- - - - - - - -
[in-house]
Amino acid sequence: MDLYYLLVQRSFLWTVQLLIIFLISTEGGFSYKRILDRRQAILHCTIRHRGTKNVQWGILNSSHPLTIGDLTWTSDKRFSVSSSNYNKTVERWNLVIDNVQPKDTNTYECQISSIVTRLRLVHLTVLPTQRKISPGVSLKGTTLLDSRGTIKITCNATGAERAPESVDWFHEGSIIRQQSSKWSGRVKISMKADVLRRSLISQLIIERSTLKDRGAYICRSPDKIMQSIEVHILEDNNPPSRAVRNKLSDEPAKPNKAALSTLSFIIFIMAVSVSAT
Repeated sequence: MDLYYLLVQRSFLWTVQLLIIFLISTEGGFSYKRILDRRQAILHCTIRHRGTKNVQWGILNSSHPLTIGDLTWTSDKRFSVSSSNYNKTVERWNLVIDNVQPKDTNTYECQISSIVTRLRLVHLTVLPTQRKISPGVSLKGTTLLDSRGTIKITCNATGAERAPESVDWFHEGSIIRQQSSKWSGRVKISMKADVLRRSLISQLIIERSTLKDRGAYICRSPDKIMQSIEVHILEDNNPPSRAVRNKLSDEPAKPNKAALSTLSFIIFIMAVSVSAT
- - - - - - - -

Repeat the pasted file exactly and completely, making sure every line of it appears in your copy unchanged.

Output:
[in-house]
Amino acid sequence: MDLYYLLVQRSFLWTVQLLIIFLISTEGGFSYKRILDRRQAILHCTIRHRGTKNVQWGILNSSHPLTIGDLTWTSDKRFSVSSSNYNKTVERWNLVIDNVQPKDTNTYECQISSIVTRLRLVHLTVLPTQRKISPGVSLKGTTLLDSRGTIKITCNATGAERAPESVDWFHEGSIIRQQSSKWSGRVKISMKADVLRRSLISQLIIERSTLKDRGAYICRSPDKIMQSIEVHILEDNNPPSRAVRNKLSDEPAKPNKAALSTLSFIIFIMAVSVSAT
Repeated sequence: MDLYYLLVQRSFLWTVQLLIIFLISTEGGFSYKRILDRRQAILHCTIRHRGTKNVQWGILNSSHPLTIGDLTWTSDKRFSVSSSNYNKTVERWNLVIDNVQPKDTNTYECQISSIVTRLRLVHLTVLPTQRKISPGVSLKGTTLLDSRGTIKITCNATGAERAPESVDWFHEGSIIRQQSSKWSGRVKISMKADVLRRSLISQLIIERSTLKDRGAYICRSPDKIMQSIEVHILEDNNPPSRAVRNKLSDEPAKPNKAALSTLSFIIFIMAVSVSAT